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I don't think that is canon. In fact, I seem to remember that the Thebes book explicitly says that the only way to be able to author texts in Classical Greek is to get Classical Greek to 5. There is no shortcut via another Greek language.

Furthermore, if you use Common Greek to communicate with people speaking Classical Greek, both parties are penalised. So your 7 may give an effective 5, but the other party, having learnt only Classical Greek to 5, has an effective 3, so your communication is at 3. A chain is never stronger than its weakest link.

No, I see no reason to cap any ability, even if the only benefit of high levels is the linguistic and metacognitive understanding which makes a brilliant teacher and textbook author.

I'd say that scholars who study languages deeply, or authors who seek to find deep subtleties may achieve a score higher than 6, but only someone of comparable skill would be able to grasp the subtleties they write.
It would be a once in a millenia person who might get a score above 10 in a Language, but players can achieve that, if they so choose. Most everyone will settle for a score of 5-6.

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Shakespeare had English (drama) 8.

I think they underrate Shakespeare. He had such a wide repertoire that most of his work appears to have been written by a different person. That, I think, is one of the clever effects of scores beyond 6.

What I was referring to was the expert's ability to emphasise critical aspects and draw on a wide range of examples. That really helps when you teach the language, not necessarily when you use the language to teach something else.

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From ArM5 .66:

This Ability [Living Language] also covers artistic compositions in the language, and telling existing tales with verve and passion.

So it makes sense it could go well beyond 6.
Sure, it won't help much in communicating correctly with someone who also knows the language well - but note that very high scores in most abilities won't help you accomplish simple tasks better: Artes Liberales 10 does not make it any easier to compute 3+4 than Artes Liberales 6.

At this point is it even the same Ability, or have you started learning Old Language? Or maybe it should be covered by History, Area Lore or something else (just like translating requires Area Lore to account for the cultural differences according to A&A)? I'm not against it, just thinking out loud.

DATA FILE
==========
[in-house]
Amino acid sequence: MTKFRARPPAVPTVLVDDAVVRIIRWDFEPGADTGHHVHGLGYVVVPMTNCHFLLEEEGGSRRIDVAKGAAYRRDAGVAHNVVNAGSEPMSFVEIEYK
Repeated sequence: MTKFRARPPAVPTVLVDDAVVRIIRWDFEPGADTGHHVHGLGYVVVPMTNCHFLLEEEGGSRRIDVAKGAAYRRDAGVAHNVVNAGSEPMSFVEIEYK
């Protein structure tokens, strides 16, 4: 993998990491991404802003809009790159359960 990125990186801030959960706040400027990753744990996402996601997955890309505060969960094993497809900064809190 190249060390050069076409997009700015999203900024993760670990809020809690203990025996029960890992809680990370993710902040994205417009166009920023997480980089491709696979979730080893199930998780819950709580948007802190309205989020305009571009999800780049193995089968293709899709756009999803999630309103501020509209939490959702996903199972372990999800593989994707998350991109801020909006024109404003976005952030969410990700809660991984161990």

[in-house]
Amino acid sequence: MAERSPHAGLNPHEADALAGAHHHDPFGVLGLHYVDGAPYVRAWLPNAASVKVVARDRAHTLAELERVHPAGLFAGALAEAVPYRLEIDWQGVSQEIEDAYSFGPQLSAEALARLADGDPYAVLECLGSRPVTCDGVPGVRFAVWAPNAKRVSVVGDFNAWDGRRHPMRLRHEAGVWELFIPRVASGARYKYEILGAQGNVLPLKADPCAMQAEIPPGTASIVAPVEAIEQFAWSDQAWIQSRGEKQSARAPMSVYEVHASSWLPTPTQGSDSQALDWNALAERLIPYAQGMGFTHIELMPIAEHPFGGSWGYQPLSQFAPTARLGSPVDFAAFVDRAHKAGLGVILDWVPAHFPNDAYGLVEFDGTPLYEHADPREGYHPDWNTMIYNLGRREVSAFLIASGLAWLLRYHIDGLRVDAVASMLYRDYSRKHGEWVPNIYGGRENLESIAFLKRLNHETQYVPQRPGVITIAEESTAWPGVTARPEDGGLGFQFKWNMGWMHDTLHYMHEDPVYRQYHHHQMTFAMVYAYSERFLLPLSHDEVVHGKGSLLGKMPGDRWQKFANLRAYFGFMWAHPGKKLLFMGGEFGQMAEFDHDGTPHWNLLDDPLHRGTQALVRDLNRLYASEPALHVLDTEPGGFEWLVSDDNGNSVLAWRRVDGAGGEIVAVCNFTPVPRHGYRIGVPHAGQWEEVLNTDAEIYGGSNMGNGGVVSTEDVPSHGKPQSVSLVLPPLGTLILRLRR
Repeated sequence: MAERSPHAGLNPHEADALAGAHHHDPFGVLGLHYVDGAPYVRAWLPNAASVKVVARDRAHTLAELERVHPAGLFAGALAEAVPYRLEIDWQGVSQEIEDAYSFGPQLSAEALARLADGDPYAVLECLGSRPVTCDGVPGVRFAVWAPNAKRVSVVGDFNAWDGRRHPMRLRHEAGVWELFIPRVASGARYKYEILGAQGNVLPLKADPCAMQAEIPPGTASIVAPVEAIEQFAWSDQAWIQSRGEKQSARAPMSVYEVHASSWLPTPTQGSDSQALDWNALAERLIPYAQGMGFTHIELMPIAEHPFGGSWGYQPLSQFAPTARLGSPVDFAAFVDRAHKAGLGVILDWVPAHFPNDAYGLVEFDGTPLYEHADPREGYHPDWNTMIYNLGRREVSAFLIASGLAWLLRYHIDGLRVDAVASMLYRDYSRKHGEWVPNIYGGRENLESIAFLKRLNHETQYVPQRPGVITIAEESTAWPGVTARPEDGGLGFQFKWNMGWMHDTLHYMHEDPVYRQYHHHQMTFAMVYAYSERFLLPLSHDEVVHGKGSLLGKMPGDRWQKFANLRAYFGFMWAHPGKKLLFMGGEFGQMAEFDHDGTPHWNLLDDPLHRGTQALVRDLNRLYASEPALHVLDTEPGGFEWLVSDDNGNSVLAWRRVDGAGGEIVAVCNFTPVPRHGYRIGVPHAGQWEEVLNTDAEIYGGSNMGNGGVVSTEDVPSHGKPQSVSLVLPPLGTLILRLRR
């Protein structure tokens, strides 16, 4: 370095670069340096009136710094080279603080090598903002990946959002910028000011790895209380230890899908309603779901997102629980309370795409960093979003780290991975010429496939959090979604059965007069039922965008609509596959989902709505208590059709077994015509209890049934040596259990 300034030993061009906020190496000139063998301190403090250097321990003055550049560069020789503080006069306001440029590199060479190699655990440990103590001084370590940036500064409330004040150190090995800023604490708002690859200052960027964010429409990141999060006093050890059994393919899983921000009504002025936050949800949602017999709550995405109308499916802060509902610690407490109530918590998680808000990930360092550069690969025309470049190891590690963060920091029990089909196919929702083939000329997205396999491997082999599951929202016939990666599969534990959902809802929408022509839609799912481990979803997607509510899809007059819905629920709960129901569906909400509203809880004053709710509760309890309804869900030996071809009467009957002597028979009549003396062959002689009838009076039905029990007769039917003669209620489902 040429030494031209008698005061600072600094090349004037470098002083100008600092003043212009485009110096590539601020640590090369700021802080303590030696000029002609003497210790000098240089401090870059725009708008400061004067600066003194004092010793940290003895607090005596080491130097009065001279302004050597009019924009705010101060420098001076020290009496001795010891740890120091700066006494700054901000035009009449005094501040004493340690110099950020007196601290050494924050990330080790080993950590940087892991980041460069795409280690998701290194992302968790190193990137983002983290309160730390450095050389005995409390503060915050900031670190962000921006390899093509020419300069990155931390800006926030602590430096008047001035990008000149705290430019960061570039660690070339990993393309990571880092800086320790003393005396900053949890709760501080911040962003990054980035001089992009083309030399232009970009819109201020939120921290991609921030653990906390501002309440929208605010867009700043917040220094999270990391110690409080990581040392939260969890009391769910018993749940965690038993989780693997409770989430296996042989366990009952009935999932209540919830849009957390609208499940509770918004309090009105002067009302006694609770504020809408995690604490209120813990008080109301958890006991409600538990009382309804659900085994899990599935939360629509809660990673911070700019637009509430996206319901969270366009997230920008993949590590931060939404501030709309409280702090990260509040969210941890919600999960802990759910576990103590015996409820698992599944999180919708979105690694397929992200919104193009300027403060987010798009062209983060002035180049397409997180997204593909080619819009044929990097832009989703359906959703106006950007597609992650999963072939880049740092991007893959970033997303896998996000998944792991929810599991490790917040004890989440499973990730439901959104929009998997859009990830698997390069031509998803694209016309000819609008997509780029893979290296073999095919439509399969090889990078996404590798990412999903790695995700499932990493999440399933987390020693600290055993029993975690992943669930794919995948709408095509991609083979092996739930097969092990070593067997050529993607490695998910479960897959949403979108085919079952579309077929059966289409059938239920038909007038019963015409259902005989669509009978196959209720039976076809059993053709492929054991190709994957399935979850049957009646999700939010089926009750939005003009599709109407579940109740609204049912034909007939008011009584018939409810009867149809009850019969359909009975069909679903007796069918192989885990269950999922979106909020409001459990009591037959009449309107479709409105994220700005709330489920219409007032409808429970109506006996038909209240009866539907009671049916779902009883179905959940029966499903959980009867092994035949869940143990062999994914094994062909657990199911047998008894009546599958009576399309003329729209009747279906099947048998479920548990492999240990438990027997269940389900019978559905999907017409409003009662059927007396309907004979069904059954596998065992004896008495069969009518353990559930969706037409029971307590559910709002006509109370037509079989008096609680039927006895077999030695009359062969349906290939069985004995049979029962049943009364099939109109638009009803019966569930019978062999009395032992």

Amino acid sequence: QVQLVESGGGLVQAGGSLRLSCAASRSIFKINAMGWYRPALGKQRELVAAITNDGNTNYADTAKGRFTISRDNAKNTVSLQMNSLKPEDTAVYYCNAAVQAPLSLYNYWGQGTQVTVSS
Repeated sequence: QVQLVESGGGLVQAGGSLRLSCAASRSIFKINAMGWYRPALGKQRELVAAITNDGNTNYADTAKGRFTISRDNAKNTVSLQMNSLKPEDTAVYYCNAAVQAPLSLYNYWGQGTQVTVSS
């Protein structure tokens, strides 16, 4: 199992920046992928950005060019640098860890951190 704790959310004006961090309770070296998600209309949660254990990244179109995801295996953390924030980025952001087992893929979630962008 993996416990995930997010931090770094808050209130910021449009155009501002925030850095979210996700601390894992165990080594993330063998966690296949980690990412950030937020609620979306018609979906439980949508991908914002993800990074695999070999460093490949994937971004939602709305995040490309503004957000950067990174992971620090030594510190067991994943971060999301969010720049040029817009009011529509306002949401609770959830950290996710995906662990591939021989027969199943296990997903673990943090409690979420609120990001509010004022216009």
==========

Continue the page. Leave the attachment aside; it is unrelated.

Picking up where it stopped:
About this, Craft:Poetry and Artes Liberales. You know the words, you just can't write like that (in the case of poetry) and has no deep grasp of the inner workings of language (Artes Liberales).

Very true, both observations. I had overlooked them, and they solve one of my points of contention with this Language issue.

I read this part before posting. I'm pretty sure (well, I could be pretty wrong of course) that this is just because no one had thought in terms of Craft:Poetry, Profession:Preacher or Profession:Storyteller before. In the end it kinda boils down to how the troupe wants to deal with artistic compositions and stories, by using a new ability or Language.

Of course not. It helps you to make complex calculations, such as 3×4, or divisions!

Profession: Scribe is used for copying text, as compared to writing them based on your specific requirements which uses the Language skill. P:S does not require having to think about what you want to write, it is only reproducing what someone else has create.

Another area Language skills are used is in creating and breaking ciphers, as found in HoH:TL.

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also in translating texts, though I don't know that that has a benefit over 6, though it seems like it should...

Maybe the standard summa rules shouldnt apply to Language ability scores??

And there is a large list of English words (quite a few in common usage) apparently created by Shakespeare.

Does that mean that any character with a language skill of 8+ automatically expands the language?
ie their skill is so great, they know more of the language than actually exists?